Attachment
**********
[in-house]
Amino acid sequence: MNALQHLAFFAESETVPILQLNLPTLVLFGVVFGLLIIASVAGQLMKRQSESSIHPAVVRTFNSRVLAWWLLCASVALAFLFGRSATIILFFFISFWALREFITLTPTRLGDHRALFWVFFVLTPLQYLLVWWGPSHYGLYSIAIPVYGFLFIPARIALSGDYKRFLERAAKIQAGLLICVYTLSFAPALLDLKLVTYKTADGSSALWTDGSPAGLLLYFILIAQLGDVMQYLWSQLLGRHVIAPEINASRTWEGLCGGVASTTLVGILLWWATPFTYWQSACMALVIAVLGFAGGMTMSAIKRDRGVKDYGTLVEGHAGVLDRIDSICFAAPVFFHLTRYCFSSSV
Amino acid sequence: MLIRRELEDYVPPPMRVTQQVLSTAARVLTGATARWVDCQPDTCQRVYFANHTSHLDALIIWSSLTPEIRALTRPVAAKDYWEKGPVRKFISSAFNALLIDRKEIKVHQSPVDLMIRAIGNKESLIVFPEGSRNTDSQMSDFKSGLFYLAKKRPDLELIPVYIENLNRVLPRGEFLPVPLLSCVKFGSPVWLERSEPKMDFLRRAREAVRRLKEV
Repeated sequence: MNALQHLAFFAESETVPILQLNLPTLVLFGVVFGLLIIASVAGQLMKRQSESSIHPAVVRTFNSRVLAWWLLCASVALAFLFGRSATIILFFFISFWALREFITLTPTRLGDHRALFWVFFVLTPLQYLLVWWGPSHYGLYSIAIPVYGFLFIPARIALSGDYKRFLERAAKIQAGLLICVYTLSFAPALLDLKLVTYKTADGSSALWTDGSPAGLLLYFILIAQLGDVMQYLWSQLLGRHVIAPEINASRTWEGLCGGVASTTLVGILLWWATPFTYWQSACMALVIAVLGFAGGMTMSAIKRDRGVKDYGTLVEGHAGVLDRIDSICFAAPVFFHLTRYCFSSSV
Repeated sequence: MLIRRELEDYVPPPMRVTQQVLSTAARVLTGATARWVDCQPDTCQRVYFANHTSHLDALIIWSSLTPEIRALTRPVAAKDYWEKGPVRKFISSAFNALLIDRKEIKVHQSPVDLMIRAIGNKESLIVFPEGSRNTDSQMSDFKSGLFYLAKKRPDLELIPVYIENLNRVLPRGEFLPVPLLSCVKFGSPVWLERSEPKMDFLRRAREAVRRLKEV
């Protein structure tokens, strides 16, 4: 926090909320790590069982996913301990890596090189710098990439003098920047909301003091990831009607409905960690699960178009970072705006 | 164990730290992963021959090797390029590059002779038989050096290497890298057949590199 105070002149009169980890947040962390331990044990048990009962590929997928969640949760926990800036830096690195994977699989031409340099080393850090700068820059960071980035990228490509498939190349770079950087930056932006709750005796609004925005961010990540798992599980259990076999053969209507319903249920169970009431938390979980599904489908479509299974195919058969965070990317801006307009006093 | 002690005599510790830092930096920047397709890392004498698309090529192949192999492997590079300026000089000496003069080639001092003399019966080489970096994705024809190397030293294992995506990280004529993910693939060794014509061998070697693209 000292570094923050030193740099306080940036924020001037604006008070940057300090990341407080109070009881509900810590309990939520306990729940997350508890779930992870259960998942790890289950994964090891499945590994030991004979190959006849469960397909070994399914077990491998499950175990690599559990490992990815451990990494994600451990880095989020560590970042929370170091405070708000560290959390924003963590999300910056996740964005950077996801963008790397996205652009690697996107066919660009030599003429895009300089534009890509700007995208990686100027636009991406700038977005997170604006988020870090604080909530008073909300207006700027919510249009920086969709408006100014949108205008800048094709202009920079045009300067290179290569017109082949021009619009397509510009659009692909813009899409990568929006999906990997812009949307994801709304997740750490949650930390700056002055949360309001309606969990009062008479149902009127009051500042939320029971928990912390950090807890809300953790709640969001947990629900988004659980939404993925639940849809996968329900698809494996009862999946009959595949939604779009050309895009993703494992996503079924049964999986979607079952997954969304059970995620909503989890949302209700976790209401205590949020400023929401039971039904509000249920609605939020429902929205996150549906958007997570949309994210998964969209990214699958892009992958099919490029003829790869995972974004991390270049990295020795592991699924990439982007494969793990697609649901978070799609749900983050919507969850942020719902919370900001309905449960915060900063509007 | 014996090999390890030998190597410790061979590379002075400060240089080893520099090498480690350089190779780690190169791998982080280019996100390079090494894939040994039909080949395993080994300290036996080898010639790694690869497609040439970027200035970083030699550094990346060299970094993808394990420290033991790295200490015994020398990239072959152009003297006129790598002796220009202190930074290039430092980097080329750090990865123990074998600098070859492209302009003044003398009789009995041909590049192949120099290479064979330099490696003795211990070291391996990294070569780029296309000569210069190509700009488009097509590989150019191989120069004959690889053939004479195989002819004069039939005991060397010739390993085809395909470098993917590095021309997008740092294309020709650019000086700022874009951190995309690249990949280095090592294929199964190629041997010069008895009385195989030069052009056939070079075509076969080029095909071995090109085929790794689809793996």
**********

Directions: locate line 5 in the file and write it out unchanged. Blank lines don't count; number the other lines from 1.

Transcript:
Repeated sequence: MLIRRELEDYVPPPMRVTQQVLSTAARVLTGATARWVDCQPDTCQRVYFANHTSHLDALIIWSSLTPEIRALTRPVAAKDYWEKGPVRKFISSAFNALLIDRKEIKVHQSPVDLMIRAIGNKESLIVFPEGSRNTDSQMSDFKSGLFYLAKKRPDLELIPVYIENLNRVLPRGEFLPVPLLSCVKFGSPVWLERSEPKMDFLRRAREAVRRLKEV